Please note: The guidance below is being updated to come into line with COVID-19; the new, draft guidance, awaiting approval from CEG, is available in the COVID-19 section
This information should be read alongside the Termination of Pregnancy booklet for Raigmore Hospital. Some women prefer to have their termination in the familiar and private surroundings of their own home. Home termination is increasingly available in Scotland and the medicines used can only be given by specialised clinics. Research done with the help of Grampian and Lothian women has shown that home termination can be an acceptable and a safe option for women who think it will be the best way for them. Hospital termination of pregnancy is still available for all women who prefer it. You may choose home termination if your scan shows that you will be less than 9 weeks pregnant on the day of the termination and you prefer the medical method of termination (tablets) rather than the surgical termination (operation).
Women considering home termination must:
- Be a maximum gestation of 9 weeks by ultrasound scan
- Have a responsible adult at home when taking the second tablet
- Have a reliable telephone for incoming and outgoing calls
- Be over 18 years of age
- Live within 30 minutes travel of Raigmore (e.g. Inverness, Nairn, Dingwall, Evanton)
- Speak and read English.
- Be available for follow up in 2-3 weeks
- Agree for GP contact, who may be informed if you fail to follow up
Visit to Hospital
On your visit to hospital you will be given a mifepristone tablet to swallow. You can go home shortly afterwards. You may not feel any different and can carry on with your normal activities. Some women have light vaginal bleeding and there is a tiny chance that you will miscarry at this stage. You may also experience some period pains and may take paracetamol based tablets to help. Instead of being admitted to a hospital room as standard for medical termination you will be given misoprostol tablets to take at home. These should be taken 1-2 days after the first tablet. The misoprostol tablets should be put under the tongue to dissolve. They should not be swallowed.
You will also be given antibiotics to take at home to reduce the risk of infection.
We will let you know about your swab and blood results from the clinic unless your results are normal. If you need treatment, we will either give you the treatment at the hospital visit or arrange for further follow up. If your blood type is rhesus negative you may also require an anti-D injection. During the hospital visit, we can also insert an implant or start the contraceptive injection if you wish.
What happens next?
We insist that you have someone with you all day when you take the misoprostol tablets. The misoprostol tablets should be taken 1-2 days after your hospital visit. The misoprostol tablets cause the womb to contract and pass the pregnancy. This happens soon or in 2-8 hours. Most women say the process feels like strong period pains.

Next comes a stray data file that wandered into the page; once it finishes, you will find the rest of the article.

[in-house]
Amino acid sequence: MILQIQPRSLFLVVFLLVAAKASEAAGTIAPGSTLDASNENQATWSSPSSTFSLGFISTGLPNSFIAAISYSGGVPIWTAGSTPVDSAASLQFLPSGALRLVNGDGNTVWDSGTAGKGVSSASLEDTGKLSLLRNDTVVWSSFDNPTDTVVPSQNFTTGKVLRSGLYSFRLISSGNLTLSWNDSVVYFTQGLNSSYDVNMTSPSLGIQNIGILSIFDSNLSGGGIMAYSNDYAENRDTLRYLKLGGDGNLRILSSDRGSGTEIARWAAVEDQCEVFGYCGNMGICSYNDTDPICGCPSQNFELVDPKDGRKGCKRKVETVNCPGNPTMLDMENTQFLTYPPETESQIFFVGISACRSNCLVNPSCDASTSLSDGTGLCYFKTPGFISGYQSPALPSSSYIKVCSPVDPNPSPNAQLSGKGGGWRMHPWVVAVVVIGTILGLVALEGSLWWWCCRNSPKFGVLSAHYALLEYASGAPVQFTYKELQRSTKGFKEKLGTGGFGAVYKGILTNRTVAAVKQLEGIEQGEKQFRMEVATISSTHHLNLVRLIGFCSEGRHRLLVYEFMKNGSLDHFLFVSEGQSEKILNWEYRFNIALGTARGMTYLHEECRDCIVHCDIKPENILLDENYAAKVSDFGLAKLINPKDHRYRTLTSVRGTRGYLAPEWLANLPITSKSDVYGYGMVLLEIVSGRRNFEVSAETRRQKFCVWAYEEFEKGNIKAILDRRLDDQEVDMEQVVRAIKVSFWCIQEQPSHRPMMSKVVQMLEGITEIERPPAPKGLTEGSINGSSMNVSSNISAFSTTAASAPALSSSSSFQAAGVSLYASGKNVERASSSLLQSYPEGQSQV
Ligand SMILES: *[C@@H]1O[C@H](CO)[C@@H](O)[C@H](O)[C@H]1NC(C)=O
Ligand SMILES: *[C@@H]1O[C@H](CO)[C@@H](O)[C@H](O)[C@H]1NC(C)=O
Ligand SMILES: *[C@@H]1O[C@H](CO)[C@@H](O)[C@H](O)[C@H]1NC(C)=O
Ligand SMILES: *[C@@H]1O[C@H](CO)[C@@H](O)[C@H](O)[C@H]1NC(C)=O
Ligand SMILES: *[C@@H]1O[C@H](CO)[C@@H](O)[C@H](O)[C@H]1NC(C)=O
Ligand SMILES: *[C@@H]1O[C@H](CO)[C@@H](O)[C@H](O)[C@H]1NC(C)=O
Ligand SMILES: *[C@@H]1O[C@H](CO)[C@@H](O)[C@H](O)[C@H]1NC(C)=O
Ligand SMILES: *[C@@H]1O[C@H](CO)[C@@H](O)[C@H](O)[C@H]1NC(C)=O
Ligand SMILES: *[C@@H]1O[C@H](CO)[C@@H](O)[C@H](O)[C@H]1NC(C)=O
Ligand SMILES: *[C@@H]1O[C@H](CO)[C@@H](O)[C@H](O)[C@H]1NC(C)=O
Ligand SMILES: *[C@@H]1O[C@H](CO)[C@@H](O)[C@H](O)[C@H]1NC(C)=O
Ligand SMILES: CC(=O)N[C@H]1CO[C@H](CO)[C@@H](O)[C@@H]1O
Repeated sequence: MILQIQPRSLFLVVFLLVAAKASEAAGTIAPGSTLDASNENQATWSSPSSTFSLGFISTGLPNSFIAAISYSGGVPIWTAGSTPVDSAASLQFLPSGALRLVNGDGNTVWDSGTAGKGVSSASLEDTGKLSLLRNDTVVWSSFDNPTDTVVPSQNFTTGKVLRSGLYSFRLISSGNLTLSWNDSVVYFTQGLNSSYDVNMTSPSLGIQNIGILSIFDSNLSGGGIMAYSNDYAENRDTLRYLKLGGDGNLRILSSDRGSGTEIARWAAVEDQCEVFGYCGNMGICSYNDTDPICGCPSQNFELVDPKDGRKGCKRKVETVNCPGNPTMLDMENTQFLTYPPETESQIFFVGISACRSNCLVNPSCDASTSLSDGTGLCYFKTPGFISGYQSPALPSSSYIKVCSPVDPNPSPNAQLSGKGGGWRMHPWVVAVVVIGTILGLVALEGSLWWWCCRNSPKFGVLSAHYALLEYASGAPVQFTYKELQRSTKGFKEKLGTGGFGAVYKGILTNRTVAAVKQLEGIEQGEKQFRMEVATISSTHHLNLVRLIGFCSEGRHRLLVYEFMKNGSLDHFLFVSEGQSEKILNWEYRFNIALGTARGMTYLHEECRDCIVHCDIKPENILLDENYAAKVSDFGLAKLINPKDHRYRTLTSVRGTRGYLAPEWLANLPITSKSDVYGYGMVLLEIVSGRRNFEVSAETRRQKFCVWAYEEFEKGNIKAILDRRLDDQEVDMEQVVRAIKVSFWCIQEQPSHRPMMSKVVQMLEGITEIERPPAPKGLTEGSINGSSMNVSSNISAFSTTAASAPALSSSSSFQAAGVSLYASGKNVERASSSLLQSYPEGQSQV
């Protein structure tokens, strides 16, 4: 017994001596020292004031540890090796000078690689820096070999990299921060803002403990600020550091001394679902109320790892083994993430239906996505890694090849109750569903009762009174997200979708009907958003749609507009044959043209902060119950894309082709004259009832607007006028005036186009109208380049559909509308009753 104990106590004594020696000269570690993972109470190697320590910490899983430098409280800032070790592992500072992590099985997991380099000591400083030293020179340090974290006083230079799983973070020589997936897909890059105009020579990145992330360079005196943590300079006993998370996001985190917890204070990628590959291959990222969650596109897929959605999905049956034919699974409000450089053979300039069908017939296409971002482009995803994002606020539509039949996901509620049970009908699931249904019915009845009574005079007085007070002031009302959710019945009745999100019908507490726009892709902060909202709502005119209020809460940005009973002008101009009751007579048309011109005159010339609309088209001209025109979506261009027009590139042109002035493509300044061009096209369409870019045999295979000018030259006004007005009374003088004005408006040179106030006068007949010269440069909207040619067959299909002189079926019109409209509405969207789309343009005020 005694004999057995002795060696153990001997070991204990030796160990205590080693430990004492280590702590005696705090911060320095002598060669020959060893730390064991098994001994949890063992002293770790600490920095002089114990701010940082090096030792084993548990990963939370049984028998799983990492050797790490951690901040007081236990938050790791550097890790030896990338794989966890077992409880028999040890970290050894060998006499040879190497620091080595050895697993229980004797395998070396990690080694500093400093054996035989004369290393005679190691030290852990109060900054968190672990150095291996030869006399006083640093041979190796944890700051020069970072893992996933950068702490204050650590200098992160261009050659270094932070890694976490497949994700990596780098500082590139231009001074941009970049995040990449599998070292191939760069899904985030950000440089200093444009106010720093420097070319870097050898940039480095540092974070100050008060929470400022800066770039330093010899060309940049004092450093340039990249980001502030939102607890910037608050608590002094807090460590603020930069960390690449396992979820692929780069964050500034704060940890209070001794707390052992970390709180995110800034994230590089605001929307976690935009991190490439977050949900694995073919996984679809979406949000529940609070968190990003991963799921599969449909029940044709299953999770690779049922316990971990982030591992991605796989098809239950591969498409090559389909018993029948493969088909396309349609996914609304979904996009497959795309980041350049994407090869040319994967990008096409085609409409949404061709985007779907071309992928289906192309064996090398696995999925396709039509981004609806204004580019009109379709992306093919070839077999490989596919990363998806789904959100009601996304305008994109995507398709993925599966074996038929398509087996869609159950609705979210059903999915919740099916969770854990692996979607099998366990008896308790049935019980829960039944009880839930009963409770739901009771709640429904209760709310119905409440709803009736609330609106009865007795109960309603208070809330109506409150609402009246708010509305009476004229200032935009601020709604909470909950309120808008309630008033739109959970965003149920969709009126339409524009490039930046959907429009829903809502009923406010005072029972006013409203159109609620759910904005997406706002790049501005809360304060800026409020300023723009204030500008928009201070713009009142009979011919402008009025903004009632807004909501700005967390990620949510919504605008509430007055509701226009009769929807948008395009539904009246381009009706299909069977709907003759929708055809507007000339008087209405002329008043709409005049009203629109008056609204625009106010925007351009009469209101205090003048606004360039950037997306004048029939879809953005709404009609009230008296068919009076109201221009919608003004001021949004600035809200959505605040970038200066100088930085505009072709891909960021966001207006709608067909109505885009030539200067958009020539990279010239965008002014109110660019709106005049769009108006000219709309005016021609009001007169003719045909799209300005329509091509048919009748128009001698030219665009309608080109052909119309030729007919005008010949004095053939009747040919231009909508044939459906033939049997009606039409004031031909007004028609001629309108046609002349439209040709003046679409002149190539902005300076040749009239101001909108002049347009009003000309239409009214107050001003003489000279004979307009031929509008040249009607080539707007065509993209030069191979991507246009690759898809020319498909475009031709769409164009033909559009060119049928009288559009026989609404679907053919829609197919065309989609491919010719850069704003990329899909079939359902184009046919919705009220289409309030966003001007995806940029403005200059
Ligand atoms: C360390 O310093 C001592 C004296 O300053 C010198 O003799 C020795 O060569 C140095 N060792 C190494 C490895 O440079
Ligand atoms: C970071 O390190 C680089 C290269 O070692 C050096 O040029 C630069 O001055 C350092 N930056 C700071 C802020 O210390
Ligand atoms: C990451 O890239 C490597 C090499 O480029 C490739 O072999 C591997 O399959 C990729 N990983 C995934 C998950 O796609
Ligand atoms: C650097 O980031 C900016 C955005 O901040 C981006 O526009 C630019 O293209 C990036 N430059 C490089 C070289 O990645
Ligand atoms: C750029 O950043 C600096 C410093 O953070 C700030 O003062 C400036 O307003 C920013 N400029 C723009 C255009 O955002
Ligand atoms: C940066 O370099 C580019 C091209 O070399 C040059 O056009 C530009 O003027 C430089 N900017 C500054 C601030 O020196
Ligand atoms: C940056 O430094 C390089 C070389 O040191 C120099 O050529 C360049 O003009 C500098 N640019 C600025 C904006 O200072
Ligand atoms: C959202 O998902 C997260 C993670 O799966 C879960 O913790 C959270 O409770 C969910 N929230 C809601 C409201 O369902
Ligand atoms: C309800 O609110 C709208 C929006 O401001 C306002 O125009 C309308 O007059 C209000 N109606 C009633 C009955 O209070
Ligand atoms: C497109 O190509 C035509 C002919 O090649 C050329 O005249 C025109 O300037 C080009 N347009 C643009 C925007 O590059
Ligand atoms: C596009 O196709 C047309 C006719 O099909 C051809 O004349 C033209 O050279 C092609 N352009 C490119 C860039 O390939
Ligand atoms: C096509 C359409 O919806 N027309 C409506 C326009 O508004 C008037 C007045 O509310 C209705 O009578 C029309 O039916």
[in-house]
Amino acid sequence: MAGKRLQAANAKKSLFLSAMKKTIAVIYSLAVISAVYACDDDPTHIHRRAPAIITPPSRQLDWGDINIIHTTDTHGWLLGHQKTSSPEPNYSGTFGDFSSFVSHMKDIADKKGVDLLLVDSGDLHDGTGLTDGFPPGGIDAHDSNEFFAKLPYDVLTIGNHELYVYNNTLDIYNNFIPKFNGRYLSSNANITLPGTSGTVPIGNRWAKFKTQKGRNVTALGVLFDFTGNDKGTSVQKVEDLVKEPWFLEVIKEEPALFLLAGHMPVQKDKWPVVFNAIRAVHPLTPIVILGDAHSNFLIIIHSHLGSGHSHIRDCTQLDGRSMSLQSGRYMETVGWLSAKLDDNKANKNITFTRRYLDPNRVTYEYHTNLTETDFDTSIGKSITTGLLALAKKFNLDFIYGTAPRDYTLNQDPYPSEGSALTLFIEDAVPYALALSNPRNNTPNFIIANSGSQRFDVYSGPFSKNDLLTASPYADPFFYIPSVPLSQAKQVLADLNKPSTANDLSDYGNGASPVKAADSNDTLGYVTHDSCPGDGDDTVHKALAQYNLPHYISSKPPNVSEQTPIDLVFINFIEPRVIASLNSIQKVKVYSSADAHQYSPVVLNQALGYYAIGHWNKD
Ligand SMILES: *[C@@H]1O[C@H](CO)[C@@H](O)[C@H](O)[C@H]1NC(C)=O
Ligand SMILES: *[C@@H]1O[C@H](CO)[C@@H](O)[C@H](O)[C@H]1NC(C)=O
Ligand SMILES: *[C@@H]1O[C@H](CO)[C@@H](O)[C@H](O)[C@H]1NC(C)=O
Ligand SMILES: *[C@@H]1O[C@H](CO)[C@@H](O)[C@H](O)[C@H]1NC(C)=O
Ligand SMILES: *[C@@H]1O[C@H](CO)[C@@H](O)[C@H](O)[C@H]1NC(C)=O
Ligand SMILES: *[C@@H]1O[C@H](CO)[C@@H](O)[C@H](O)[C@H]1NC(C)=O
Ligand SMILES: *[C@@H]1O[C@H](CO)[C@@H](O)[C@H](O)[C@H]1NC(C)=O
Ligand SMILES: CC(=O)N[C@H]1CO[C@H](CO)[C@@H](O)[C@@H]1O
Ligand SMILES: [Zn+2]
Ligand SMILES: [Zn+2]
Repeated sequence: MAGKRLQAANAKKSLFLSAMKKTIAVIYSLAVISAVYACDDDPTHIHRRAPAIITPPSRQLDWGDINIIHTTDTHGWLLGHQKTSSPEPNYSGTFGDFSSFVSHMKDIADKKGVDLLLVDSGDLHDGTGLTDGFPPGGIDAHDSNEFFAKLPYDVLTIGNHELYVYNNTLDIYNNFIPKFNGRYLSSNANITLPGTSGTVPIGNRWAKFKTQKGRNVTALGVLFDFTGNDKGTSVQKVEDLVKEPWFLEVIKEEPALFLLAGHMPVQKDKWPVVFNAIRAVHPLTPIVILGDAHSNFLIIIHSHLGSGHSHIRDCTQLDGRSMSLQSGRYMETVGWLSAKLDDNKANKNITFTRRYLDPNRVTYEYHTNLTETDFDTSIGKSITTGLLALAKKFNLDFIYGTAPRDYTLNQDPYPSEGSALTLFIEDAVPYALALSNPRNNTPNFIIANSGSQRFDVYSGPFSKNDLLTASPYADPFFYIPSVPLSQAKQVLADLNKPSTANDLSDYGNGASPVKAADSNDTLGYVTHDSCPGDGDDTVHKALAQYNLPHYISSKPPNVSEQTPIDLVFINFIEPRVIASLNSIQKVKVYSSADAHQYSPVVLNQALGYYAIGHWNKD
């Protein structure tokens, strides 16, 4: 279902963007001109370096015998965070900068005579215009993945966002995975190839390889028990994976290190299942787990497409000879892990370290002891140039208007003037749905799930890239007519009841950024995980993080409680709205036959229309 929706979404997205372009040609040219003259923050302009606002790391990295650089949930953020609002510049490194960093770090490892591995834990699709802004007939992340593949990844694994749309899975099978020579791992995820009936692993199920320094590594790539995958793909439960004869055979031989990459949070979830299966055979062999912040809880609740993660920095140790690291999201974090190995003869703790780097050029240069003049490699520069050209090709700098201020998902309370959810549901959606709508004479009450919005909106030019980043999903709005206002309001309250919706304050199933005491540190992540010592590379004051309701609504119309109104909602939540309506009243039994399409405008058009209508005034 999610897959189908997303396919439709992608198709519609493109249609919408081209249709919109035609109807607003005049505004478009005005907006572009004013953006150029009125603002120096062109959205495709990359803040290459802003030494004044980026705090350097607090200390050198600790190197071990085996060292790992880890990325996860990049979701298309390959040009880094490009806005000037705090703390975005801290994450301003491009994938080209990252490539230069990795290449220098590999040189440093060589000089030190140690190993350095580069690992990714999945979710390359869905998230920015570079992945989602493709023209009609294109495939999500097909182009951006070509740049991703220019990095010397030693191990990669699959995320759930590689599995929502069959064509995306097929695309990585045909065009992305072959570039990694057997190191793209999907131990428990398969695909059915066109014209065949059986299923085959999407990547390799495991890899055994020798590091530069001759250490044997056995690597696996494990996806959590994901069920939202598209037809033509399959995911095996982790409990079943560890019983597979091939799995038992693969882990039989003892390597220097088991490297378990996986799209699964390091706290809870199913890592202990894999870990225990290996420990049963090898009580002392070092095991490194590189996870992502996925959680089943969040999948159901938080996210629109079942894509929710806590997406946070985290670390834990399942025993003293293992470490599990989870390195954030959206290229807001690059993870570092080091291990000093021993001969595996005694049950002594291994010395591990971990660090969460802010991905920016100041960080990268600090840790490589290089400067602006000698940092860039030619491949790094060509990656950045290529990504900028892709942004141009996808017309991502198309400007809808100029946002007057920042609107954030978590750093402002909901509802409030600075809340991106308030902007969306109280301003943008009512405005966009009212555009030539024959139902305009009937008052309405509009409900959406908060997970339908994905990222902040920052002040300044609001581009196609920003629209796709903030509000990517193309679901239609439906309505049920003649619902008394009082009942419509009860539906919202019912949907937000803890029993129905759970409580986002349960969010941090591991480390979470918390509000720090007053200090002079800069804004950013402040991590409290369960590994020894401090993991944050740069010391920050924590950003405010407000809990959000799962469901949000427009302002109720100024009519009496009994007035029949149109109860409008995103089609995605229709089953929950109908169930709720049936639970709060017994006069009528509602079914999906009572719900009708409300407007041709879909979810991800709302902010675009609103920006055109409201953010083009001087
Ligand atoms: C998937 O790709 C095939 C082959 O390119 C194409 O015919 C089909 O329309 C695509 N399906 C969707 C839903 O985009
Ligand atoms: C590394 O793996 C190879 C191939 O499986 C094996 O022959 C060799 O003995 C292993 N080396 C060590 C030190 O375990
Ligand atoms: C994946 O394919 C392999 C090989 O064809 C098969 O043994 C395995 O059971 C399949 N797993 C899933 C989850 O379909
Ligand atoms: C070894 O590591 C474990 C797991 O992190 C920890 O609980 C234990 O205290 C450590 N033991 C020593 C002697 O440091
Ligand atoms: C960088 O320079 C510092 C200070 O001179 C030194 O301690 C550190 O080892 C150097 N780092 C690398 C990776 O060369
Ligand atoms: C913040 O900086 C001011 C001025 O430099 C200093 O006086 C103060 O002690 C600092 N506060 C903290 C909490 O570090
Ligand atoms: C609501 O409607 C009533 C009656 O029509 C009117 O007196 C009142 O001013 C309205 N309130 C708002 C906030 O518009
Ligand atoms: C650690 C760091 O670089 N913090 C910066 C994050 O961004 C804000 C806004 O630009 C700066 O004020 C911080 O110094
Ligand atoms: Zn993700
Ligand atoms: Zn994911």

Some women feel sick, have diarrhoea or feel hot and cold for a few hours after the tablets. You can eat and drink during this time as normal. Use pain control tablets used for period cramps if needed. Some women find they are more comfortable walking around or soaking in a warm bath rather than lying in bed.
You may see or feel the soft pregnancy tissue coming away. You can flush any clots or tissue down the toilet. Your bleeding and cramps should become lighter after the pregnancy has come away.
You or your companion can phone the nurses at any time for advice or if you would like to come into the ward. (Ward 9B – 01463705376)
You should come into the hospital if the bleeding is heavier than a heavy period or you feel dizzy. Call ward 9B if this happens.
The medical termination works for about 98 out of 100 women at this stage of pregnancy. However, approximately 2 in every 100 women need further medication or a surgical procedure.
It is extremely important that you telephone the clinic 2- 3 weeks later to have check up.
Social gynaecology clinic 01463 704431
We advise you not to have sex or use tampons till after your check up appointment. As with hospital terminations there is a small chance of heavy bleeding or infection, if you notice this or have a high fever please contact us at the hospital.
How long will I bleed for?
The amount of bleeding at the time of the abortion varies but most women describe the bleeding as ‘much heavier than my period’ and it may include some large clots. You can then expect to bleed for around two weeks although this could continue for one month or longer. If you experience continuous and heaving bleeding (SOAKING three or more pads in an hour while resting) contact the clinic, or go to A&E urgently. If you have not started bleeding within 72 hours of your second tablets, contact the clinic as the procedure may not have been effective. It is advised that you use sanitary towels and NOT tampons whilst you are bleeding.
When should I start contraception ?
You should start contraceptive pills, patches, or the vaginal ring the same day as the second tablet. We should be able to supply you with these before going home. We should also be able to give you an injection or insert an implant when you visit the hospital for the first tablet. If for some reason we are unable to do so, then we will tell you where you are able to get these. We can also arrange for you to have an intrauterine method inserted at the Highland Sexual Health once you have had your follow-up appointment. We have a Contraception Clinic every week and can arrange an appointment for you to have any of these methods after your abortion.